A gentle, satisfying reminder of the universal need for love and home.

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THE HAND-ME-DOWN DOLL

A beautiful doll is given to a spoiled little girl who doesn’t appreciate the gift.

The doll sits on the shelf, unnamed and unloved. She eventually begins a long, lonely journey as she is passed from place to place, each time hoping to find someone who will love her. She decorates a vegetable farm stand, becomes a prize in a carnival game and is finally sold by a street urchin for a nickel. The little girl who buys her names her Kaylee and loves her dearly; she is home at last. Kroll revisits a tale he originally wrote in 1983 with illustrations by Evaline Ness. In this new version, he tweaks it a bit, but leaves the text basically intact, carefully maintaining the essential sweetness of this ever-wistful and patient doll. Andreasen zooms in on the events in vibrant, large-scale close-ups rendered in oil paint on shellacked Bristol board. Each character’s expressions and body language carefully match behavior, and each location is textured and detailed, evoking an earlier time without specific markers. Remarkably, although the doll’s face never actually changes, a slight change in perspective or light or tilt of the head clearly indicates her feelings of hopefulness, sadness or contentment at each turn of events.

A gentle, satisfying reminder of the universal need for love and home. (Picture book. 4-8)

Pub Date: May 1, 2012

ISBN: 978-0-7614-6124-1

Page Count: 32

Publisher: Marshall Cavendish

Review Posted Online: March 14, 2012

Kirkus Reviews Issue: April 1, 2012

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The buoyant uplift seems a bit pre-packaged but spot-on nonetheless.

THE WORLD NEEDS MORE PURPLE PEOPLE

A monohued tally of positive character traits.

Purple is a “magic color,” affirm the authors (both actors, though Hart’s name recognition is nowhere near the level of Bell’s), and “purple people” are the sort who ask questions, laugh wholeheartedly, work hard, freely voice feelings and opinions, help those who might “lose” their own voices in the face of unkindness, and, in sum, can “JUST BE (the real) YOU.” Unlike the obsessive protagonist of Victoria Kann’s Pinkalicious franchise, being a purple person has “nothing to do with what you look like”—a point that Wiseman underscores with scenes of exuberantly posed cartoon figures (including versions of the authors) in casual North American attire but sporting a wide range of ages, skin hues, and body types. A crowded playground at the close (no social distancing here) displays all this wholesome behavior in action. Plenty of purple highlights, plus a plethora of broad smiles and wide-open mouths, crank up the visual energy—and if the earnest overall tone doesn’t snag the attention of young audiences, a grossly literal view of the young narrator and a grandparent “snot-out-our-nose laughing” should do the trick. (This book was reviewed digitally with 10.4-by-20.6-inch double-page spreads viewed at 22.2% of actual size.)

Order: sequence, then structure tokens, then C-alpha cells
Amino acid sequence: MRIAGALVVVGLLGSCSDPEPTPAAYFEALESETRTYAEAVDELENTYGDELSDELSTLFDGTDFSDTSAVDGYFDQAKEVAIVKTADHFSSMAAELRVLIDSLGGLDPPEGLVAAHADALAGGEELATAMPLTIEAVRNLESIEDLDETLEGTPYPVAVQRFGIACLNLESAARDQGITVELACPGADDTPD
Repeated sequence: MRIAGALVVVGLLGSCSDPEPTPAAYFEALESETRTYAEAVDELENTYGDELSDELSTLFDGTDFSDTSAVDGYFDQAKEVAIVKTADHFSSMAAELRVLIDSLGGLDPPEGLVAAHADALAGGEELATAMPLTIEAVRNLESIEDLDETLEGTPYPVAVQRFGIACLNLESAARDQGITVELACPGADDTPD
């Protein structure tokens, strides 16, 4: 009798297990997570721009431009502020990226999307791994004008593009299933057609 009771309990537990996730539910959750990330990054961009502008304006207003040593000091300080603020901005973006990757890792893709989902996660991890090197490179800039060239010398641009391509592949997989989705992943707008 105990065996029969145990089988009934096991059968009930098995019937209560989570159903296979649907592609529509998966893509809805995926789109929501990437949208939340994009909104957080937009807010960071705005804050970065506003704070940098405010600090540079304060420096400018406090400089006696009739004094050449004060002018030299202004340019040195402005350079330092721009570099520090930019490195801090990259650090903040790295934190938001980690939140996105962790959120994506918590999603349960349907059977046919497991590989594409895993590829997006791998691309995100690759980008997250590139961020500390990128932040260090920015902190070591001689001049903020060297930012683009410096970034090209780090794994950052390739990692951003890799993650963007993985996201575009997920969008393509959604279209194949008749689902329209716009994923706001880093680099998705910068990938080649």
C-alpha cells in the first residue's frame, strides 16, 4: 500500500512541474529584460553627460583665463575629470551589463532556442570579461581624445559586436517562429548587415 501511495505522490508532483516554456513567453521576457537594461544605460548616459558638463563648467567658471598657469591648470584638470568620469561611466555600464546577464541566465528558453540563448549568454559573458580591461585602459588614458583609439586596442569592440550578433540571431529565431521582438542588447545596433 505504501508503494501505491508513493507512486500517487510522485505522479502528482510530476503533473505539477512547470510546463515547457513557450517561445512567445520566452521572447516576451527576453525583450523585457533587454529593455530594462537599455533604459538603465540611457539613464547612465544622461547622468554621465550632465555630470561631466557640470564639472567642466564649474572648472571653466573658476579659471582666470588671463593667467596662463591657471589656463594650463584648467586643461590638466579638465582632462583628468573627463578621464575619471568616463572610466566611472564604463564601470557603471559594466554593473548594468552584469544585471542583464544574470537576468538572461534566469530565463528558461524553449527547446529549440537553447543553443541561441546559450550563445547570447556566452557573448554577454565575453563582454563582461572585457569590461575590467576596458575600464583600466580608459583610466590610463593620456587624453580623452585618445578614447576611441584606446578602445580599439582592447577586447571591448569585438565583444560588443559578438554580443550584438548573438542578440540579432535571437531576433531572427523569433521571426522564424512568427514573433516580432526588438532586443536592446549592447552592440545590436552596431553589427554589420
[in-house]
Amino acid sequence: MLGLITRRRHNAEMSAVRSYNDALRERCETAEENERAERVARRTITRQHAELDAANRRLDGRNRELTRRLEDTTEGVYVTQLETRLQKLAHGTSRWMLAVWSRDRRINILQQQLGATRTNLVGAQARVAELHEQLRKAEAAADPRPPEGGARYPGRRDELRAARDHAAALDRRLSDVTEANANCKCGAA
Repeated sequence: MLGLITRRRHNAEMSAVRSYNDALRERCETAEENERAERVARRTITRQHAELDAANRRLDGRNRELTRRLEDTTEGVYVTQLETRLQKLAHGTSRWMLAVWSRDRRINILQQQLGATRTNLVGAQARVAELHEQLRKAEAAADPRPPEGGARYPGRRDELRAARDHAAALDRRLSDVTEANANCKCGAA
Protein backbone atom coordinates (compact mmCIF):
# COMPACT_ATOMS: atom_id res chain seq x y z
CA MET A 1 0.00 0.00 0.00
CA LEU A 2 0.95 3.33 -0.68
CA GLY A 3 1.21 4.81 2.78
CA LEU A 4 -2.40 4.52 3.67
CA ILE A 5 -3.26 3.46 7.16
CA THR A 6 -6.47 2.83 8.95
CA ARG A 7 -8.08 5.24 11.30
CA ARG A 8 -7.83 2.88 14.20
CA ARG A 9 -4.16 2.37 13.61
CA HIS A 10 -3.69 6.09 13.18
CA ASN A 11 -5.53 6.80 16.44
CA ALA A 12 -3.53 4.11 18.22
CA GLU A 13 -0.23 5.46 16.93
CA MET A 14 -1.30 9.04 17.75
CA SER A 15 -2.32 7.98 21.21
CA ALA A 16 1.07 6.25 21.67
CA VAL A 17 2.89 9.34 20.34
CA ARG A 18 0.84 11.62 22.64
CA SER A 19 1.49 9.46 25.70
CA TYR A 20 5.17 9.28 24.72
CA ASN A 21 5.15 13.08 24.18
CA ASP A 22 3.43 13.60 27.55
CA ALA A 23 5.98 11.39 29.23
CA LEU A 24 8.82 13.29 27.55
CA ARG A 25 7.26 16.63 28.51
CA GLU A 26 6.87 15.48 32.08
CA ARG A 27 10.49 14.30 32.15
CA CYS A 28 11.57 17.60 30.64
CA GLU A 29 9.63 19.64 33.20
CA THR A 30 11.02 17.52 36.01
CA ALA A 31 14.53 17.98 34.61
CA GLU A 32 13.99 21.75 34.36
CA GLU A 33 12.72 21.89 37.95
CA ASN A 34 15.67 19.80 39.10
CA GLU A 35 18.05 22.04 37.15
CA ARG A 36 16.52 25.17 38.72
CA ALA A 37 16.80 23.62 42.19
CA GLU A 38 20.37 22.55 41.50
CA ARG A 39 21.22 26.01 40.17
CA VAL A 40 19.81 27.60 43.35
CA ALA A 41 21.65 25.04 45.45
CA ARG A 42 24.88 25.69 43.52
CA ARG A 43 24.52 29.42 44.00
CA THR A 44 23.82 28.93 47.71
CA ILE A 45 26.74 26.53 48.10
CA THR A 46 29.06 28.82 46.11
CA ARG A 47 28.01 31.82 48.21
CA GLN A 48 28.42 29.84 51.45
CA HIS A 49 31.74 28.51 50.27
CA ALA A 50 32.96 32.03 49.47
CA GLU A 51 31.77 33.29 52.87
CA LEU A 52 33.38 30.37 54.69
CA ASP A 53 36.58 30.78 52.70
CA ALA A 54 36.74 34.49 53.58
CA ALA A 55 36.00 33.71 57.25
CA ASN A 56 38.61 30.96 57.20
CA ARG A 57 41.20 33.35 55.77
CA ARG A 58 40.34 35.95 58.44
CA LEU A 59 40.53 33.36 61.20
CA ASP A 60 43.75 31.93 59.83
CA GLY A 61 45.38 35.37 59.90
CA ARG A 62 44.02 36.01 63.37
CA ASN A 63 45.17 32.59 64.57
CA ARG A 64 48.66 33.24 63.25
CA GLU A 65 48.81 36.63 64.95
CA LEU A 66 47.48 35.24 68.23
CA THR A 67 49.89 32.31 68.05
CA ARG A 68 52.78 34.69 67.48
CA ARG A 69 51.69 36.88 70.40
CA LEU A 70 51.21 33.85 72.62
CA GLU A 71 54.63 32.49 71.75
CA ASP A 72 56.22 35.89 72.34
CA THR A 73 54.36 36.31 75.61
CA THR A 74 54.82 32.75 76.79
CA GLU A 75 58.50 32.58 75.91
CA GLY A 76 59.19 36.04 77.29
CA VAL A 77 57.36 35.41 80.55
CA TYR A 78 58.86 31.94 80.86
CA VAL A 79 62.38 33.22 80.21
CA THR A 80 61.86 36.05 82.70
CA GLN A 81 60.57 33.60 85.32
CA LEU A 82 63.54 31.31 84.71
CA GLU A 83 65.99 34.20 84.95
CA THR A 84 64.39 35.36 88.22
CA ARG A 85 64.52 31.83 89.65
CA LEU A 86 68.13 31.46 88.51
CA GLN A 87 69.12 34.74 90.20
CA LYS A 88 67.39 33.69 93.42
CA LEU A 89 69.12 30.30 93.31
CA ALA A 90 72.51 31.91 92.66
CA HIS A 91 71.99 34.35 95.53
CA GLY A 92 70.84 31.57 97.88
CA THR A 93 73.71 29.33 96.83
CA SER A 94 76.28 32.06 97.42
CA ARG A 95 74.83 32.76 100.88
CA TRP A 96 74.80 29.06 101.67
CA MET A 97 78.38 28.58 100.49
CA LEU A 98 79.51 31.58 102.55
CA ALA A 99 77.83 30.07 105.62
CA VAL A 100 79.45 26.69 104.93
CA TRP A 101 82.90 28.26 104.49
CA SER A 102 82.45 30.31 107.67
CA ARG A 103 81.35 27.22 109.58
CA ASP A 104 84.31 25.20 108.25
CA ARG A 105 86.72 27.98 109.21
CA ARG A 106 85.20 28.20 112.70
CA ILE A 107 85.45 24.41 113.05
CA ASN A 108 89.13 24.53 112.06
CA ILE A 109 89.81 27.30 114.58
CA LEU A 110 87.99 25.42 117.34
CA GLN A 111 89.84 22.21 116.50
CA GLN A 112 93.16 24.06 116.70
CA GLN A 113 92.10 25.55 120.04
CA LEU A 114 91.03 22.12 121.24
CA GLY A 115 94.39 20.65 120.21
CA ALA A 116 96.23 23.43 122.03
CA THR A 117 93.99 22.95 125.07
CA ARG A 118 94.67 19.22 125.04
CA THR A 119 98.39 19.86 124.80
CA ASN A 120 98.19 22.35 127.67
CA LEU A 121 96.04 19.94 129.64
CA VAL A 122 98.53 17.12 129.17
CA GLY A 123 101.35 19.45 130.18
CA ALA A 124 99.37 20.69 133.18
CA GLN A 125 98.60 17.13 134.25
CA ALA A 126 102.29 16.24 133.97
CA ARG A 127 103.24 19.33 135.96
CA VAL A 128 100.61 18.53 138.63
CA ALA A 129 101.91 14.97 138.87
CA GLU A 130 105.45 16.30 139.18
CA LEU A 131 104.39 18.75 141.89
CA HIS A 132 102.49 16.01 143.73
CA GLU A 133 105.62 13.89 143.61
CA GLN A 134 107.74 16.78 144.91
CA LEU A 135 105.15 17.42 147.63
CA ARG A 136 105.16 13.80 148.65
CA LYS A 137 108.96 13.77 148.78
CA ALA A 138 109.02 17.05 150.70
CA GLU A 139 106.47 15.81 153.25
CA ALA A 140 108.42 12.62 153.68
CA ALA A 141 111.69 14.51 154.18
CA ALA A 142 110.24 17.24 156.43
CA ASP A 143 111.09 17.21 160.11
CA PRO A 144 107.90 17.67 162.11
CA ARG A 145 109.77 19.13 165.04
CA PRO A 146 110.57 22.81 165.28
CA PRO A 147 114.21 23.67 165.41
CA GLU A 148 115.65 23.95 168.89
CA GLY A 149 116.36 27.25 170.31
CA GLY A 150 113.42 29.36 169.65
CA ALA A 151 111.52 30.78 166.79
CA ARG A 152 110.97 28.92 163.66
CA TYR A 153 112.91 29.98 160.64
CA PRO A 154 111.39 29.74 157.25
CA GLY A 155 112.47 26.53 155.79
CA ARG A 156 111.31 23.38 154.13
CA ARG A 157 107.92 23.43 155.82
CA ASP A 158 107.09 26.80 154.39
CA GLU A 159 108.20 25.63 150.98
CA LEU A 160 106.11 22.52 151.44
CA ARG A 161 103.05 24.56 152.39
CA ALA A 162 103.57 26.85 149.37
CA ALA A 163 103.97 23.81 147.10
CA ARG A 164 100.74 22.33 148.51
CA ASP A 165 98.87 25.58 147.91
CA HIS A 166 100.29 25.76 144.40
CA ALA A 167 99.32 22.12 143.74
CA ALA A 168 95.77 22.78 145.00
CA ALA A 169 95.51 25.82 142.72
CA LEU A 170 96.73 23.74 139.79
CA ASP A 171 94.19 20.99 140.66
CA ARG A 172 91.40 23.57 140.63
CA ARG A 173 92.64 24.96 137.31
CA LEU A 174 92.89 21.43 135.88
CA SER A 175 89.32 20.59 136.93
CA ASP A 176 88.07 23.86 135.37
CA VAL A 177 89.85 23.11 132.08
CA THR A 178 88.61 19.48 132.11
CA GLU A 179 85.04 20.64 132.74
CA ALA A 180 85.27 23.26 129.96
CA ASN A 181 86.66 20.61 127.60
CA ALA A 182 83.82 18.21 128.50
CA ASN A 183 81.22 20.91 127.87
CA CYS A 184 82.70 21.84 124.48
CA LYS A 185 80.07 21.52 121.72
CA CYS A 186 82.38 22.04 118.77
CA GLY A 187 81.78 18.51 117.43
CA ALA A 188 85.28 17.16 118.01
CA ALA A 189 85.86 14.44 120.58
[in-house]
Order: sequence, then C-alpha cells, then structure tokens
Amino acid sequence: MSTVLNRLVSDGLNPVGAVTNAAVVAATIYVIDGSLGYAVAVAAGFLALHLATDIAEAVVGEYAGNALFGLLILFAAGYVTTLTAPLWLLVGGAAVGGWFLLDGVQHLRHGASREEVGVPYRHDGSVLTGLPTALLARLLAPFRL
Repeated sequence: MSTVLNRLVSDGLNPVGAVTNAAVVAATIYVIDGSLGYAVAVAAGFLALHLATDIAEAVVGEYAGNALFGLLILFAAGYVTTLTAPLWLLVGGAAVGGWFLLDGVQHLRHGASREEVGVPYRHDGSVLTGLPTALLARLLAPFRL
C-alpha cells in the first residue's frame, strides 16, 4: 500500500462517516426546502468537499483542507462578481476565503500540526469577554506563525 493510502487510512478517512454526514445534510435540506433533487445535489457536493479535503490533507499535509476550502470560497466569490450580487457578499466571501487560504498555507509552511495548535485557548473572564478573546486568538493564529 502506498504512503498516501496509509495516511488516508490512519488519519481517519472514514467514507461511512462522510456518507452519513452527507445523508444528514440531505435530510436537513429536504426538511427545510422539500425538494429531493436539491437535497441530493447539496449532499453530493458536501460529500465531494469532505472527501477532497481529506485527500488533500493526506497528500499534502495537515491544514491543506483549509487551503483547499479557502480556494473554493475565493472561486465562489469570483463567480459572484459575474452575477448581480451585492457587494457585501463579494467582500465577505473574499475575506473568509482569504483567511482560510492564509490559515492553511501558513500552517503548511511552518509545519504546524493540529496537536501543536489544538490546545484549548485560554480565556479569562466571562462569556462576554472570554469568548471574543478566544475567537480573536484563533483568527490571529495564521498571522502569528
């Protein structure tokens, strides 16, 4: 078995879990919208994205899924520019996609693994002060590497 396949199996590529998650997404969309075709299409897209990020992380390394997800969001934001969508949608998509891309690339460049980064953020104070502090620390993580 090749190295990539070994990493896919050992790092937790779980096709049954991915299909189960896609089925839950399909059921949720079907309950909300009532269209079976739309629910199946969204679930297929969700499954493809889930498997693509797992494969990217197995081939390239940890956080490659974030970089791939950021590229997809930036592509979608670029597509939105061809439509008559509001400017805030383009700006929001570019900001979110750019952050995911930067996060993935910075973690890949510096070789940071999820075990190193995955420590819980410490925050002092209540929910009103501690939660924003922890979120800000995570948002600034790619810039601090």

The buoyant uplift seems a bit pre-packaged but spot-on nonetheless. (Picture book. 6-8)

Pub Date: June 2, 2020

ISBN: 978-0-593-12196-2

Page Count: 40

Publisher: Random House

Review Posted Online: June 3, 2020

Kirkus Reviews Issue: June 15, 2020

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The title says it all: Black boys are “every good thing.”

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I AM EVERY GOOD THING

A much-needed book for Black children when society demonstrates otherwise.

The Kirkus Prize–, Coretta Scott King Honor–, Newbery Honor–, and Caldecott Honor–winning team behind Crown: An Ode to the Fresh Cut (2017) return for another celebration of Black excellence. In a text brimming with imagination and Black-boy joy, Barnes lays the foundation for young Black readers to go forth into the world filled with confidence and self-assurance: “I am brave. I am hope. / I am my ancestors’ wildest dream. / I am worthy of success, / of respect, of safety, of kindness, of happiness.” Simultaneously, he opens a window for non-Black readers to see Black boys’ humanity. They have dreams, feel pain, are polite and respectful—the list of qualities goes on. Barnes also decides to address what is waiting for them as they experience the world. “I am not what they might call me.” With this forceful statement, he provides a tool for building Black resilience, reassuring young Black readers that they are not those names. James supplies his customarily painterly art, his brushy oils painting Black boys of every shade of brown playing, celebrating, achieving, aspiring, and loving. Through every stroke readers will see that Black boys are “worthy / to be loved.” (This book was reviewed digitally with 11-by-17-inch double-page spreads viewed at 35% of actual size.)

The title says it all: Black boys are “every good thing.” (Picture book. 4-8)

Pub Date: Sept. 1, 2020

ISBN: 978-0-525-51877-8

Page Count: 32

Publisher: Nancy Paulsen Books

Review Posted Online: June 30, 2020

Kirkus Reviews Issue: July 15, 2020

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